With bid opening set for March 17, constructing a bridge over an ancient channel of the Neosho River near the Allen-Neosho counties line on old U.S. 169 remains Allen County’s top priority road project.
Commissioners reviewed a five-year bridge plan Tuesday morning. Only two others are listed for immediate consideration, an old iron bridge on Utah Road half a mile south and a mile west of Geneva, and a similar iron bridge over Owl Creek, 3.4 miles west of Humboldt.
Altogether Allen County has 215 bridges 20 feet or more in length. All are inspected periodically and each year the bridge plan is updated. In previous years as many as two bridges were replaced in a single year.
Bill King, director of Public Works, told commissioners the work planned this year would cost $1.023 million, with the county’s responsibility totaling $300,000. Kansas Department of Transportation is providing the bulk of the funding.
“We’ve been able to take advantage of about $250,000 in (KDOT) money in previous years, but that has dwindled,” he said. With that funding source gone, King said, “it’ll be 2013 at the earliest before we can think about the Geneva bridge, maybe 2014 or 2015.”
Lesser structures, referred to as box bridges, are built and rebuilt every year, strictly with county funds.
Bid opening for the Allen-Neosho counties line bridge will be in Topeka; KDOT will decide the contractor.
King anticipates construction to start in June or July and take as long as nine months. The road will be closed during construction.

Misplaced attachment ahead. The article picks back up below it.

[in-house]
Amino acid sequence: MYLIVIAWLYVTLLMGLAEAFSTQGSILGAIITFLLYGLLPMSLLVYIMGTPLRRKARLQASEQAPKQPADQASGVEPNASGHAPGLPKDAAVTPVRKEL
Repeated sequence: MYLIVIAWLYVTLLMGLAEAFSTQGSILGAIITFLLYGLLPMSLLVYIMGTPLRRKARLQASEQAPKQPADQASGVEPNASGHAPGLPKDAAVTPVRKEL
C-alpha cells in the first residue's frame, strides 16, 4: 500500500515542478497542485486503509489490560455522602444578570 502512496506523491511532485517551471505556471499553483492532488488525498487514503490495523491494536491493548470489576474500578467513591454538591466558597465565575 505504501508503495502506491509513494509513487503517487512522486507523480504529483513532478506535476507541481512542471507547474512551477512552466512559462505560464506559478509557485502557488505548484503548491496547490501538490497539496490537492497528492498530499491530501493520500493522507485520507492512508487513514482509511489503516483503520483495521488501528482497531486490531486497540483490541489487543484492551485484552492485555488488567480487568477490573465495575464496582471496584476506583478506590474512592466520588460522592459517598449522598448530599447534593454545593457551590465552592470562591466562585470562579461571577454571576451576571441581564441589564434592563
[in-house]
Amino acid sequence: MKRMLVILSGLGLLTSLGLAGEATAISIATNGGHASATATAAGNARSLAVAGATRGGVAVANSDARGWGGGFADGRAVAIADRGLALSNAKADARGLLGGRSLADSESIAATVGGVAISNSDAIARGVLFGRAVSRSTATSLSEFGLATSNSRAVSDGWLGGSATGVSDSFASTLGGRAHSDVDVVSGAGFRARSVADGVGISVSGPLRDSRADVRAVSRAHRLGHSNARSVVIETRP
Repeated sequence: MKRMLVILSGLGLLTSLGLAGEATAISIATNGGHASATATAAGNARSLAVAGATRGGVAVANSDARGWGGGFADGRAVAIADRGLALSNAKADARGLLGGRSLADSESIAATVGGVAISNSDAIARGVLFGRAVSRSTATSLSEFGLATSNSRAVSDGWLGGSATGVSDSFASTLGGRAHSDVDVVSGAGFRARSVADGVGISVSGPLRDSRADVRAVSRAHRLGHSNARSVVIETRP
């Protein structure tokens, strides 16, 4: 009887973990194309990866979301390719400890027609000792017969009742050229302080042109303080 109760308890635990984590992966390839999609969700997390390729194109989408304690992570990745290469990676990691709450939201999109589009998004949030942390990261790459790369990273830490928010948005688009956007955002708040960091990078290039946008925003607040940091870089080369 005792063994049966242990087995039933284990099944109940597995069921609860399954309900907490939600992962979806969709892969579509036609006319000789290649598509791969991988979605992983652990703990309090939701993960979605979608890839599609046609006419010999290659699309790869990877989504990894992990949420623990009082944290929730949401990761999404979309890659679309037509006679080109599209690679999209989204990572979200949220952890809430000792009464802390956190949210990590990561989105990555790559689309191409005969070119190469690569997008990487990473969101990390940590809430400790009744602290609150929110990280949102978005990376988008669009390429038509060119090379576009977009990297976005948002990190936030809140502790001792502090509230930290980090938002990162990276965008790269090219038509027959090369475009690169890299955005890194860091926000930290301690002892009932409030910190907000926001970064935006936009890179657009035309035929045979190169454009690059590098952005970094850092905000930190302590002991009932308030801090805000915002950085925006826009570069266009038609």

Along with the bridge, a road that leads into nearby river bottom fields will be rebuilt. King said it would be moved to the south and that its incline would be made more gentle.
THE RESCUE unit owned by Allen County and operated by Iola firefighters will respond to all injury accidents in the county exclusive of Humboldt. Humboldt volunteer firefighters, who also have extraction equipment, will continue to respond when an injury accident occurs there.
Sheriff Tom Williams told Allen County commissioners Tuesday that was the unanimous decision of the 911 Advisory Board. The protocol will simplify and quicken dispatchers’ responses when a severe accident is reported, Williams said.
“As it has been, they’ve had to try to figure out who they should call,” he said.
Pam Beasley, Emergency Management Services director, told commissioners she was developing mutual aid agreements with industries throughout the county.
“That way we know what resources they have and how they fit together with what we have,” Beasley said.
CONTINUING review of bids from last week’s meeting, commissioners selected a Bobcat skid steer loader from KC Bobcat, Olathe, for just under $35,000. The decision weighed heavily on county employees’ preference. Also bidding were three Iola implement dealers: Storrer Implement with a Gehl loader for $37,737; O’Malley Equipment offering two John Deere loaders for $35,000 and $37,000; and J&W Equipment with a Case loader for $42,400.
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